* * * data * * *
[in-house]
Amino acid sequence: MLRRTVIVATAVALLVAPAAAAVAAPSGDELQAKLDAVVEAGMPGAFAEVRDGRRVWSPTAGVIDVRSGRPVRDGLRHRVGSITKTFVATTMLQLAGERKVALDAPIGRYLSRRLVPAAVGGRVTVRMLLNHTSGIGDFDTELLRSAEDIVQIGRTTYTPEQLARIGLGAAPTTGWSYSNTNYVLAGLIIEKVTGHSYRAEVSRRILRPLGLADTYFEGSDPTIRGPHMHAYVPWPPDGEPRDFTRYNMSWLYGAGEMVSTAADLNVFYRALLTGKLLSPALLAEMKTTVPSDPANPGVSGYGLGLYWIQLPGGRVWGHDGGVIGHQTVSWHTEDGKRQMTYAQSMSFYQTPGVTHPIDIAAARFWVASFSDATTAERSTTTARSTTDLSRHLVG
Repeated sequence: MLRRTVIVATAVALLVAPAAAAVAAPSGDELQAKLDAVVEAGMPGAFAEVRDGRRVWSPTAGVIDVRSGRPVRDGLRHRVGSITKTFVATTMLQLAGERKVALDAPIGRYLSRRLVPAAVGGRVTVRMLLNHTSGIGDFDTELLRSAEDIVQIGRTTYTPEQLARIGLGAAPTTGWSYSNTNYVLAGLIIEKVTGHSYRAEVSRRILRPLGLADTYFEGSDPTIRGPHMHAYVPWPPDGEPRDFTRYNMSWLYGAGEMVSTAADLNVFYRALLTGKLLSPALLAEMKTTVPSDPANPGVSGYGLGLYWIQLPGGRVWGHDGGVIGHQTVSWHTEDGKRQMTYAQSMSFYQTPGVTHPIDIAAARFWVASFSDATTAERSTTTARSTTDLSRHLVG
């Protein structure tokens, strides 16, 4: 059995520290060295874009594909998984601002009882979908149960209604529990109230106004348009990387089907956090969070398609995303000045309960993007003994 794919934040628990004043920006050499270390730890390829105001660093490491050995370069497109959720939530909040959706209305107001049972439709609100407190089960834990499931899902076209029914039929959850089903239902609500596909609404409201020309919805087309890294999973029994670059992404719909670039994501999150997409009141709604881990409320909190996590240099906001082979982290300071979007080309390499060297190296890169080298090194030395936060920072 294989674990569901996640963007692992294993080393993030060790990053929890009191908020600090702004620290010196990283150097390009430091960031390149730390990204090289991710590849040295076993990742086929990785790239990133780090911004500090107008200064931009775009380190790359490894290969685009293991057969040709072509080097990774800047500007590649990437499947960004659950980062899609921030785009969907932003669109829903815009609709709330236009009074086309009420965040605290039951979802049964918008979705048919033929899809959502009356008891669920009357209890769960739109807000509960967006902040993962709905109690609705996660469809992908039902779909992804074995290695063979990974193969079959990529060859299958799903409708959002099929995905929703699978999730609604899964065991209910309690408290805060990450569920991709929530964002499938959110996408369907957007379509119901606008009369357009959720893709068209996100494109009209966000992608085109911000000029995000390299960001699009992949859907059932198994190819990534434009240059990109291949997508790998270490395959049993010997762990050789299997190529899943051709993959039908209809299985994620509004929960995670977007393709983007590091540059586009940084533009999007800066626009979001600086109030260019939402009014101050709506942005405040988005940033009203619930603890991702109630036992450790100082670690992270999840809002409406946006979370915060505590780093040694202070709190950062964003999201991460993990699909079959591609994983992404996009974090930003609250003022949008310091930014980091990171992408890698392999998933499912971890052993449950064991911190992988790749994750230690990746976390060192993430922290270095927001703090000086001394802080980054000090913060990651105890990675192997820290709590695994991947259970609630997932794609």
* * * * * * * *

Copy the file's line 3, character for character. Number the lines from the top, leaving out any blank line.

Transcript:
Repeated sequence: MLRRTVIVATAVALLVAPAAAAVAAPSGDELQAKLDAVVEAGMPGAFAEVRDGRRVWSPTAGVIDVRSGRPVRDGLRHRVGSITKTFVATTMLQLAGERKVALDAPIGRYLSRRLVPAAVGGRVTVRMLLNHTSGIGDFDTELLRSAEDIVQIGRTTYTPEQLARIGLGAAPTTGWSYSNTNYVLAGLIIEKVTGHSYRAEVSRRILRPLGLADTYFEGSDPTIRGPHMHAYVPWPPDGEPRDFTRYNMSWLYGAGEMVSTAADLNVFYRALLTGKLLSPALLAEMKTTVPSDPANPGVSGYGLGLYWIQLPGGRVWGHDGGVIGHQTVSWHTEDGKRQMTYAQSMSFYQTPGVTHPIDIAAARFWVASFSDATTAERSTTTARSTTDLSRHLVG